University Professor Hopeful for Future of Black America

2/28/2018, noon | Updated on 2/28/2018, noon
“Fifty years out from the assassination of Dr. Martin Luther King, Jr., African- Americans are still dealing with the same ...
Chicago State University Professor, Dr. Kelly Harris, shares his thoughts on the state of the Black community. Photo Courtesy of Gregory Vance.

University Professor Hopeful for Future of Black America

By: Deborah Bayliss

Dr. Kelly Harris, an associate professor of African-American Studies at Chicago State University, said while there is hope, the future looks bleak for African Americans.

“Fifty years out from the assassination of Dr. Martin Luther King, Jr., African- Americans are still dealing with the same issues Dr. King talked about,” said Harris. “We’re still dealing with incarceration. Our poverty rates have not changed much.

More African-Americans are getting higher education, but there is still great disparity. We’re also still dealing with police brutality and white supremacy,” he added.

Harris shared his assessment on the future outlook for African-Americans as Black History Month winds to an end.

“A lot of us are doing well, but the commitment to change as a whole is not there,” Harris explained.

Harris added in order to move the needle of progress forward, there will have to be a commitment on the part of black leadership, politicians and the African-American community, working together to bring about real solutions to a myriad of issues.

High unemployment rates, higher property taxes, higher water rates, high crime rates and poor schools are some of the issues African-Americans continue to encounter.

When asked if African-Americans are still dealing with the effects of slavery, Harris said, “My opinion and the opinion of a lot of other scholars in Black studies, is this country has never dealt with the issue of slavery.”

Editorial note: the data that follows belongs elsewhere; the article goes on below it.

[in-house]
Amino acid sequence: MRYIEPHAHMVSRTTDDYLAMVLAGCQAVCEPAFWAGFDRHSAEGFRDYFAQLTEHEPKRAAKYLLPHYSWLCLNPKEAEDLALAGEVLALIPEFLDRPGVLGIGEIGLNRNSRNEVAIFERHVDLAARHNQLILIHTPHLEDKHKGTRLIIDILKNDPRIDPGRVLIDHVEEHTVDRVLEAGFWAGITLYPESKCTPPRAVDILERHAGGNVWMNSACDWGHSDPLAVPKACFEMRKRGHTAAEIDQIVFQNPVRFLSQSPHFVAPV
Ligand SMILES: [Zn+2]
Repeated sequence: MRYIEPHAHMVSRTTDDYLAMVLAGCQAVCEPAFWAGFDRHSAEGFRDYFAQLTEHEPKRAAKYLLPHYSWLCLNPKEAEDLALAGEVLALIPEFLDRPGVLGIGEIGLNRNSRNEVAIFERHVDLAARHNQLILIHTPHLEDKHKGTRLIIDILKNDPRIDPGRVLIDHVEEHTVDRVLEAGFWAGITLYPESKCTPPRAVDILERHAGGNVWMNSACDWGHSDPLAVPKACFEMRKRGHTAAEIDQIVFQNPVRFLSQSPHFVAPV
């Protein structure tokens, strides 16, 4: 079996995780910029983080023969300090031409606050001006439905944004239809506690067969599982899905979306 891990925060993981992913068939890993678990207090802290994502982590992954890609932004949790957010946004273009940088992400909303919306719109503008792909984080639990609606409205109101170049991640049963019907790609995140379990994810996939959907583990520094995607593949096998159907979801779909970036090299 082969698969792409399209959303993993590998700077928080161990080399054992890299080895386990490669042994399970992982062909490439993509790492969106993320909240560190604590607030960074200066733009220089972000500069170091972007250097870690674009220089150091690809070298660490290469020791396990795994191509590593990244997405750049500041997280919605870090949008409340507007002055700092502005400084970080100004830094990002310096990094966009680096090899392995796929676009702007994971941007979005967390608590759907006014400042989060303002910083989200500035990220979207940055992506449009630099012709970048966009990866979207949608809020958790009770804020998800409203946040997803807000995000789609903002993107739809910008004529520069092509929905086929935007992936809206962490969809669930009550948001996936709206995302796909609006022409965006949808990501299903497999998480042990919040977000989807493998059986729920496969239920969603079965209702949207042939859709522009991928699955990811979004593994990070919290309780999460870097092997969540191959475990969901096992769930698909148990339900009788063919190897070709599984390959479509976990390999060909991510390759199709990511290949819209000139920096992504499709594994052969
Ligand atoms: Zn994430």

As for Chicago, Harris said money is not coming into struggling Black communities, the areas that need it the most.

He added part of the problem is that young black males are not being properly prepared for the workforce and that it’s been proven that some employers are biased against them.

It would help a lot if African-Americans knew their own history, Harris said. The school curriculum nationwide, with an exception here or there, does not include Black history the wayit should.

A report by Gary A. Johnson, publisher of Black Men in America.com, updated Dec. 2017, found that 96.1 percent of the 1.2 million households in the top one percent are White. The report states further that America’s 100 richest people control more wealth than the entire Black population and the average Black family would need 228 years to build the wealth of a White family today.

“Financial literacy is sorely needed in the Black community,” Harris said. “People who have access to income have access to networks, which is significant in building wealth.

Harris said he’s happy to see that the younger generation of activists have picked up the fight for justice and equality and he hopes any generational divides are mended.